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Kitimat LNG Dials Up Canada Gas to Asia -- Again

Calgary-based Kitimat LNG Inc. said it has entered into a more than C$20 billion agreement with Korea Gas Corp. (KOGAS), under which KOGAS will acquire up to 40% of Kitimat LNG's production and an option to acquire an equity stake in Kitimat LNG's liquefied natural gas (LNG) export terminal in Bish Cove, BC.

KOGAS, which bills itself as the world's largest LNG importer, plans to purchase two million tons per annum (mtpa) of LNG from the proposed terminal for 20 years. The total purchase value would be more than C$20 billion over 20 years of operation, the companies said.

"We welcome KOGAS's participation in our project," said Rosemary Boulton, president of Kitimat LNG. "The addition of a strong international company and leading LNG buyer such as KOGAS marks a significant milestone in the development of the Kitimat LNG terminal."

KOGAS CEO Kangsoo Choo said the deal marks its first for Canadian gas. "Our agreement with Kitimat LNG is key to our ongoing efforts to ensure a secure supply of natural gas for Korea in the long term," he said.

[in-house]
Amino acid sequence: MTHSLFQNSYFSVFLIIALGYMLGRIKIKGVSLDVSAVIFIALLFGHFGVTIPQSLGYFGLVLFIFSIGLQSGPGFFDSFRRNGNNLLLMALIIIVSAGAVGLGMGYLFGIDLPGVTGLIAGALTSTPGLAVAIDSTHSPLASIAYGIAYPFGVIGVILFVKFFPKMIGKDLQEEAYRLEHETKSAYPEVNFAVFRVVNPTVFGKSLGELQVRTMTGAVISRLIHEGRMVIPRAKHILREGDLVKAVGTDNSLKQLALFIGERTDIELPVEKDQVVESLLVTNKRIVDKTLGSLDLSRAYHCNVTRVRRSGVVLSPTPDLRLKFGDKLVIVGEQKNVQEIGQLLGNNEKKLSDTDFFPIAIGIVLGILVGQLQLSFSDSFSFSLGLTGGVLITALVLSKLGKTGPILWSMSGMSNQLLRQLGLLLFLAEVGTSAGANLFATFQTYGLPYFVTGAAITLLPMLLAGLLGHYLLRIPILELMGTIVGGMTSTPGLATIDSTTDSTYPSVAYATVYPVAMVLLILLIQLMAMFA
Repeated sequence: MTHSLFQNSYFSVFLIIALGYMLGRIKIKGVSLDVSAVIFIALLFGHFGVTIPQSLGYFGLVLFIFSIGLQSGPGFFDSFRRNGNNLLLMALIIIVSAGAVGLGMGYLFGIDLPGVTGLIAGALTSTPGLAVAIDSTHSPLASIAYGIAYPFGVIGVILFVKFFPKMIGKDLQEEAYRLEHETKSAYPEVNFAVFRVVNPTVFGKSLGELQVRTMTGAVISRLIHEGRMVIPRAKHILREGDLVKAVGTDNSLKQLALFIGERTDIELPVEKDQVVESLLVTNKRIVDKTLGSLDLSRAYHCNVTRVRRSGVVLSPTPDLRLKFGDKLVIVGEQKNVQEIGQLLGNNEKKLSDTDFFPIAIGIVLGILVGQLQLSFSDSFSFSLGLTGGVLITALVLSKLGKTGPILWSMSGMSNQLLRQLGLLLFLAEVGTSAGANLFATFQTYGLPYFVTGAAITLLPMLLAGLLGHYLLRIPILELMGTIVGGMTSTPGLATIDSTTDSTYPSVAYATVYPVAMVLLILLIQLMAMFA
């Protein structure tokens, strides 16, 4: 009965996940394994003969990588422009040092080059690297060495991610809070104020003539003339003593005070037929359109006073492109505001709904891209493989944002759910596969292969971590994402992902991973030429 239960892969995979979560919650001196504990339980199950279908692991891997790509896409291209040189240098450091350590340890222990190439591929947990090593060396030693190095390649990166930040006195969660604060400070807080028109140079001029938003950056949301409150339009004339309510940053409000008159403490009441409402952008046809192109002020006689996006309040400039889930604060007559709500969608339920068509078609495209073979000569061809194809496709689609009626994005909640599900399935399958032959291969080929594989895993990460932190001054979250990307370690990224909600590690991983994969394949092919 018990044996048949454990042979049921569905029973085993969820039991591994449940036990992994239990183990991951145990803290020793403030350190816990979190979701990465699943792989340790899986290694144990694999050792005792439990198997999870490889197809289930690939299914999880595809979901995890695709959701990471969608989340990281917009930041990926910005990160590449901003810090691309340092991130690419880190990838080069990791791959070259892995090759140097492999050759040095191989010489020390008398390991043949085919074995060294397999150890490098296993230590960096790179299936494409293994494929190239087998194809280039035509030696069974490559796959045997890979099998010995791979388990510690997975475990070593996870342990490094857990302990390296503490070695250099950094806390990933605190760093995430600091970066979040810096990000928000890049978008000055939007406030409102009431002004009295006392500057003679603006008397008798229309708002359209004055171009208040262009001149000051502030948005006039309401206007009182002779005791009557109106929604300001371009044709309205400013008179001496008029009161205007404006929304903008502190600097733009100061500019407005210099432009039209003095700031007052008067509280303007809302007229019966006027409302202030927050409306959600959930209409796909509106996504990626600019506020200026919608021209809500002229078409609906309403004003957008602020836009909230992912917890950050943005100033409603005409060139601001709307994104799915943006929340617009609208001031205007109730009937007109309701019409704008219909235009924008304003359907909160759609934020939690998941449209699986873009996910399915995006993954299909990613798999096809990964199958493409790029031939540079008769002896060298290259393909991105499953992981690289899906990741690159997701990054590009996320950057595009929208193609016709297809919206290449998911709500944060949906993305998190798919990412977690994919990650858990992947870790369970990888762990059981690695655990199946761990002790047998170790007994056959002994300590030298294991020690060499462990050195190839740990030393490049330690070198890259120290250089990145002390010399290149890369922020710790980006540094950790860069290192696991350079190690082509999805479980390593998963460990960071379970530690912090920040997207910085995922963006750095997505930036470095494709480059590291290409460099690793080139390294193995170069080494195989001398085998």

Kitimat LNG said it is progressing with discussions with other potential terminal users and investors for terminal capacity, off take from the terminal and equity in the 5 mtpa project. Monday's deal was not Kitimat LNG's first to bring Canadian gas to the Pacific Rim markets. In January Japan's Mitsubishi Corp. agreed to acquire 1.5 mtpa of terminal capacity and acquire a minority equity interest in the terminal.

"KOGAS's involvement reinforces that our project is supported by strong business fundamentals and trends in the global and Western Canadian natural gas markets," added Boulton.

Last September Kitimat cited shifting global gas supply and demand fundamentals as reason to revise its plans for a LNG import terminal in favor of an export terminal at Bish Cove (see NGI, Sept. 29, 2008). Rising gas demand in Asia and recent increases in supply in North America -- including in the U.S., Canada's traditional export market -- have led to significantly higher natural gas prices in Asia in North America.

KOGAS, which was incorporated by the Korean government in 1983, operates three LNG terminals and currently imports 26 million tons of LNG per year into Korea.

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